Modeling, optimization and control of the Bridgman and Czochralski crystallization processes
This thesis is concerned with strategies for the modeling, design, and control of the Czochralski (CZ) and Bridgman (BR) crystallization processes. During the last decade, these processes have been studied extensively, both experimentally and theoretically. Thus far, control and design strategies are lagging behind since the processes have very complex hydrodynamics, heat transfer and mass transfer.^ An optimal-design strategy is developed for the Bridgman crystallization process through the formulation of a nonlinear program. The objective function and constraints are designed to optimize the conditions for the growth of crystals with neatly flat melt/crystal interfaces. The equations for momentum and energy transport in the melt, for conduction in the crystal and crucible, and for energy transfer at the melt/crystal interface are solved using finite elements. The nonlinear program is solved using the controlled-random-search (CRS) technique. Results are presented for the growth of GaAs crystals.^ An optimal control strategy is formulated for the Czochralski crystallization process through the solution of a nonlinear program (NLP). A controlled thermal environment is studied with an extended set of heat pipes to improve the control of the temperature profile in the crucible and crystal. The decision variables are the temperatures of the heat pipes surrounding the crucible and crystal and the rotation rates of the crucible and crystal. The controlled-random search (CRS) optimization technique is utilized to solve the NLP.^ To reject disturbances, proportional-integral-derivative (PID) controllers are used commonly. In this work, model-predictive controllers (MPCs) are introduced. The controller design for the CZ process consists of two MPCs, operating on different time and length scales, coupled through constraints. The first, a capillary controller, controls the radius of the crystal by manipulating the pulling velocity. The second, a bulk controller, manipulates the power inputs to the heaters (and heat pipes) to control the pulling velocity, the thermal stresses, and the oxygen and dopant distributions under the crystal. The latter employs a distributed-parameter, conduction-dominated model for heat transfer in the melt and crystal, which is discretized using the boundary-element method to reduce the order of the system. A model for the melt/crystal interface is developed to represent the radius dynamics as a function of the pulling velocity for the capillary controller.^ To extend the MPC to apply when convection is important, a reduced-order model (ROM) is developed to account for convective heat and mass transfer in the melt. The model is based upon the assumption of an idealized geometry for flow consisting of horizontal donuts and vertical tubes with radial and axial dispersion, respectively. Boundary and bulk layers are assumed to separate the core fluid from the crystal and crucible. Scale analysis and integral boundary-layer theory are utilized to estimate the boundary-layer thicknesses and the maximum stream function in the core fluid. A strategy is presented for adjusting the imperfect model online to reduce the process/model mismatch during MPC. ^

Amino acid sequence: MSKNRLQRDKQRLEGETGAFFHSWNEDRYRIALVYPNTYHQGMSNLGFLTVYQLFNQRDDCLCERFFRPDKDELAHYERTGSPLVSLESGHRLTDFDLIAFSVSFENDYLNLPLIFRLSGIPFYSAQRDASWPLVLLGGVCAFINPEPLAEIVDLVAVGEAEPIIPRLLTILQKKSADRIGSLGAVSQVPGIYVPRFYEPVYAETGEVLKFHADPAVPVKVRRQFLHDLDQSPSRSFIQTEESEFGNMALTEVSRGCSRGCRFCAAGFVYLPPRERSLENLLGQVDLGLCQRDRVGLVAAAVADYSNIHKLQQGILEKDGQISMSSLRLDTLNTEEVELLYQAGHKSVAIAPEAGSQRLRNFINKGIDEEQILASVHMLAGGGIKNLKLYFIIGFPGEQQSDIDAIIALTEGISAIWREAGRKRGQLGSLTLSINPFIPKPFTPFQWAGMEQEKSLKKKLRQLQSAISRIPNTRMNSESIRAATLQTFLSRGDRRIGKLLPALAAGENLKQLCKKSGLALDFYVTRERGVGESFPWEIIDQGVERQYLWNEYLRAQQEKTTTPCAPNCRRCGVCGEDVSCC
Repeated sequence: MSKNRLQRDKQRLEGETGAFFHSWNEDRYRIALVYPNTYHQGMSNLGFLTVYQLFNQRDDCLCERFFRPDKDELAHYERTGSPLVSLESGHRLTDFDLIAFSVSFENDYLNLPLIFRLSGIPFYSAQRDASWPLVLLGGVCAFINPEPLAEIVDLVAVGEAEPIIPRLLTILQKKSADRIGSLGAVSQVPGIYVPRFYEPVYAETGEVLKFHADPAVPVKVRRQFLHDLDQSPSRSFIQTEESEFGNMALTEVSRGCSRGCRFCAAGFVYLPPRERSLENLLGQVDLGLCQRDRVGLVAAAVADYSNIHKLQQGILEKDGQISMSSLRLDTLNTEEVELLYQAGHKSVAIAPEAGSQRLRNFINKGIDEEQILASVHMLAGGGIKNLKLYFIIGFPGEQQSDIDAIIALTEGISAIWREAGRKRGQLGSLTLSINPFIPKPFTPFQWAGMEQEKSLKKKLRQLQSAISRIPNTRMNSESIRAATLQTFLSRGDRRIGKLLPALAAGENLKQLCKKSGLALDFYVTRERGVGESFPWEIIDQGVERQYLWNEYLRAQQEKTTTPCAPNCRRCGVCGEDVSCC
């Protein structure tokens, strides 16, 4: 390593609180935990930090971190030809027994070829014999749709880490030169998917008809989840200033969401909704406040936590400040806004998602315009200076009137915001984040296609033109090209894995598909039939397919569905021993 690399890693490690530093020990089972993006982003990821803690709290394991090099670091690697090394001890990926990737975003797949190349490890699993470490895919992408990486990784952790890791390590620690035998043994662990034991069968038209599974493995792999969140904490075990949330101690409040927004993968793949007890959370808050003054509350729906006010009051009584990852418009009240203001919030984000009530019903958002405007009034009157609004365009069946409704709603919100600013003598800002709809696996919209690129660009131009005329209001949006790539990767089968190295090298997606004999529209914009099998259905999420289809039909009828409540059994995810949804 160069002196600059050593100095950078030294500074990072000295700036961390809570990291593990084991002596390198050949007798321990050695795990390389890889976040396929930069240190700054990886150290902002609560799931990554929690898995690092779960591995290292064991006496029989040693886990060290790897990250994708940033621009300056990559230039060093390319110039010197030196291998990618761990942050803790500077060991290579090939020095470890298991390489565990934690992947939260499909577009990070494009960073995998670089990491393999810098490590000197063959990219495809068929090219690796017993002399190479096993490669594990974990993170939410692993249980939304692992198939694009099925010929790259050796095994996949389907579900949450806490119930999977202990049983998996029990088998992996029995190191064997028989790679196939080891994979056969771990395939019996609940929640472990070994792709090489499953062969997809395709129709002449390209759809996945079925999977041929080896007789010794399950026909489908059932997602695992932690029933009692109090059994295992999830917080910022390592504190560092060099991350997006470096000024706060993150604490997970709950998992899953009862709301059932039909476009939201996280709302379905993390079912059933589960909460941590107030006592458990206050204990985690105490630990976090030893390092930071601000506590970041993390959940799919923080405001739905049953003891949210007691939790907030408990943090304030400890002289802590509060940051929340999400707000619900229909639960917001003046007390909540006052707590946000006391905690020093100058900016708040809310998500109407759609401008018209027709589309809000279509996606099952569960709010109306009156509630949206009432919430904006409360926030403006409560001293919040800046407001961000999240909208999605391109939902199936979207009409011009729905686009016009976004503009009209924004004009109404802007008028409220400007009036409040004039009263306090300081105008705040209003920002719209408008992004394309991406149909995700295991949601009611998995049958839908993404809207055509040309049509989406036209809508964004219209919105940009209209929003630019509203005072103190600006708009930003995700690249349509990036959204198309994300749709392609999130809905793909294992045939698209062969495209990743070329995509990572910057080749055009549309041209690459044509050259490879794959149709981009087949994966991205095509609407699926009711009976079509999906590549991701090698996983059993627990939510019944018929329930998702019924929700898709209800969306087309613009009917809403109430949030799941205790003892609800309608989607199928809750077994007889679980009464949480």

Engineering, Chemical|Engineering, Electronics and Electrical
"Modeling, optimization and control of the Bridgman and Czochralski crystallization processes"
(January 1, 1995).
Dissertations available from ProQuest.